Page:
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on 25 March 2016
Not beautifully produced (another printed in China number). Also, not truly vegetarian, which was my assumption with such a title. My main reservation, however, is the American bias in terms of vocabularly and ingredients. There is a weird innocence re products and the kind of variety we are used to in UK, both of which appear to strike Deborah as highly unusual - namely types of yoghourt, fats and spices we are well accustomed to here. She refers to ghee as a totally 'new fat for me'. She hasn't heard of ghee? She says she has lived in Ireland and recommends the very ordinary Kerrygold butter, making no mention of Beurre d'échiré or any of our super English organic small farm butters, say. She does recommend American ones. Under the 'pepper' headline, she remarks that she is no connoisseur of pepper varieties, but approves of freshly ground pepper, a recommendation that is extremely basic to anyone who would shell out the high sum for this book written by a woman known for working with Alice Waters and opening the reputed restaurant Greens, not to mention, it seems, maintaining a career in food teaching and writing and advising. Much of the material on vegetables is interesting, but repetitive. The recipes are interesting, but uninspiring. I would rather this book be a vegetable history companion alone and leave aside the recipes. It wants to satisfy on too many fronts and ends up being hard to use and rather diffuse. And this is not a good book for the European cook's shelf. Very disappointing.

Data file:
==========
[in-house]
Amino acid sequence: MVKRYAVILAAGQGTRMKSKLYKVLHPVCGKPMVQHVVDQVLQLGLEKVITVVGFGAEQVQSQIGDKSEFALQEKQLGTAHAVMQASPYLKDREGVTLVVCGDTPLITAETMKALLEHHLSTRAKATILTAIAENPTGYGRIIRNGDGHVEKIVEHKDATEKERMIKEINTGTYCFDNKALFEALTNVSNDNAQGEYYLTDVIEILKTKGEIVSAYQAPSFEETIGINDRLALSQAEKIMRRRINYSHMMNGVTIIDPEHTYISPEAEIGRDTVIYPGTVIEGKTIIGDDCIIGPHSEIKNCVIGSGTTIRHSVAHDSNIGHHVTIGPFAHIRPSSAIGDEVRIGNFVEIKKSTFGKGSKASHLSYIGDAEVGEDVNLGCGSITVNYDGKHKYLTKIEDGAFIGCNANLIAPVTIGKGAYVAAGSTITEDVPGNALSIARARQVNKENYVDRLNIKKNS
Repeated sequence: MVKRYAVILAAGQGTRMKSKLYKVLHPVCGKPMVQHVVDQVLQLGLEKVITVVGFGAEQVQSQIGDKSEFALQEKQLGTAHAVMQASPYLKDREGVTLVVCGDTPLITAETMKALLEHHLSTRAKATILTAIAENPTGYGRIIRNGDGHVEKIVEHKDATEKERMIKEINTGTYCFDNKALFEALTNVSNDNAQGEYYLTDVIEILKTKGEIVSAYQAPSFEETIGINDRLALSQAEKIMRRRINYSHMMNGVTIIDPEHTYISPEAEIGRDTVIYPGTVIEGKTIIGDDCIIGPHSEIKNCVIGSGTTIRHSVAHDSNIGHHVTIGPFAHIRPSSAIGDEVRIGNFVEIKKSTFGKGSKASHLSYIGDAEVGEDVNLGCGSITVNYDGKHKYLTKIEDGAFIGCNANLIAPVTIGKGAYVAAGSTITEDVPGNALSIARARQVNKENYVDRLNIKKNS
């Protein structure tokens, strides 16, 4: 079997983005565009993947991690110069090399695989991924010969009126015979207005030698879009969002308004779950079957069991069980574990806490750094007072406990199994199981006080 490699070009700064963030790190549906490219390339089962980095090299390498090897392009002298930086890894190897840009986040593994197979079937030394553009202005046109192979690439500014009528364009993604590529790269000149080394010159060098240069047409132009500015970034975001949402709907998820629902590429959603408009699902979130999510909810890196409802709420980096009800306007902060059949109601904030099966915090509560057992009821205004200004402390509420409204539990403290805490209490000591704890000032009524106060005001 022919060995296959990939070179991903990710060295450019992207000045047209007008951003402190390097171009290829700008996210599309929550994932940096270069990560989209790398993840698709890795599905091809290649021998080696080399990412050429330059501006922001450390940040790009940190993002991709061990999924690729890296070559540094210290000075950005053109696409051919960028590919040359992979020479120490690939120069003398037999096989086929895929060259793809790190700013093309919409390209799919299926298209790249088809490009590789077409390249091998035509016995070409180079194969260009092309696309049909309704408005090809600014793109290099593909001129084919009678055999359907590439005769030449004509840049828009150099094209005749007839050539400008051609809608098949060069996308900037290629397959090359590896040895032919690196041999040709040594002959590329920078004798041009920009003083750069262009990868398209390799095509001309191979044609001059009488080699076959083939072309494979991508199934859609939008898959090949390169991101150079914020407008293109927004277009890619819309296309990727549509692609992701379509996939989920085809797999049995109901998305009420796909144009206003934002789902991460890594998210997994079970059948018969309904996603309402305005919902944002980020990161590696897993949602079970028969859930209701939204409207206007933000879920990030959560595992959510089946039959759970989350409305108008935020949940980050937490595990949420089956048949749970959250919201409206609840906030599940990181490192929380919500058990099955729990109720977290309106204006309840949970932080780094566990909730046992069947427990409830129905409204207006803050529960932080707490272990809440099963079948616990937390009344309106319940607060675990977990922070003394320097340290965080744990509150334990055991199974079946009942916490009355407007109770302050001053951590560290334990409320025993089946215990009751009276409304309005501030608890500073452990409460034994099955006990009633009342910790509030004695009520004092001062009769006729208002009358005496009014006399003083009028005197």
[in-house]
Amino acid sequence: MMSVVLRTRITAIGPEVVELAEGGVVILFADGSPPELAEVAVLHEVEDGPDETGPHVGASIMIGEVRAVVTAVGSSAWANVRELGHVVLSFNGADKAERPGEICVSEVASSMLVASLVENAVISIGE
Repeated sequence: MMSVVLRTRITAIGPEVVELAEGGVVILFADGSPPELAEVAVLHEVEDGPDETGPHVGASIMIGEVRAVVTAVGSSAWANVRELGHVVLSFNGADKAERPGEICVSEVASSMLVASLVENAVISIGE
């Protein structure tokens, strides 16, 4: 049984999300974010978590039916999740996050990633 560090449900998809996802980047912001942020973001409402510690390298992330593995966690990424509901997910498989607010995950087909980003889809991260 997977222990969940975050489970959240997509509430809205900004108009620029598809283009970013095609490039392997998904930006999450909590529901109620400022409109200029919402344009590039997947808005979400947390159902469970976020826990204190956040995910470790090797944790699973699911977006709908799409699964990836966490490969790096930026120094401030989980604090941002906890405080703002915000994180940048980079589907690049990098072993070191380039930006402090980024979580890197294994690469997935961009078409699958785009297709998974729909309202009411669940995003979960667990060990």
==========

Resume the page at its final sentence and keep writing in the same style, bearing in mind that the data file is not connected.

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on 24 February 2014
I have been a huge -- and I mean huge -- fan of Deborah Madison for many years. Her writing is clean and clear and full of passion without being preachy. The first thing you'll notice is that the book is gorgeous. The photography and design are fantastic and the vegetables all look amazing. But it's not a coffee table book -- it begs to be read and savoured. Deborah has brought together an incredible wealth of knowledge about vegetables so I constantly had "I didn't know that" moments which is a very good sign. She focuses on well known and lesser known vegetables and shares her passion so that you too want to get growing (and cooking). I highly recommend it.
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Vegetables are finding their true place in our cooking and eating world. Many df us are eating more vegetables for health reasons, or because we hav given up meat, or, for like most of us, fresh vegetables can be found in almost every market. Most towns and cities have their own farmers markets, and many of us have our own gardens. I am a member of a CSA, Community Supported Agriculture. I pay yearly dues to a farm, and then receive weekly supplies of vegetables. This is wonderful, but what do I don with garlic scapes and how do I cook these vegetables in a new and different maner.

Deborah Madison has assisted me with this fabulous new book that I received for my birthday. Her knowledge of cooking, and gardening has brought great surprises to me. She has a new format for her cookbook, she has written her chapters based on plants within the same family. This is an area that opened my eyes. I never thought about the fact that tomatoes go so well with eggplant. Within each chapter, each vegetable gets its own recipes, growing tips, recommended varieties, bits of kitchen wisdom, and preferred culinary companions. This is a 405 page book on Vegetable Literacy, on cooking and gardening with twelve families from the edible plant kingdom, and over 300 simple recipes.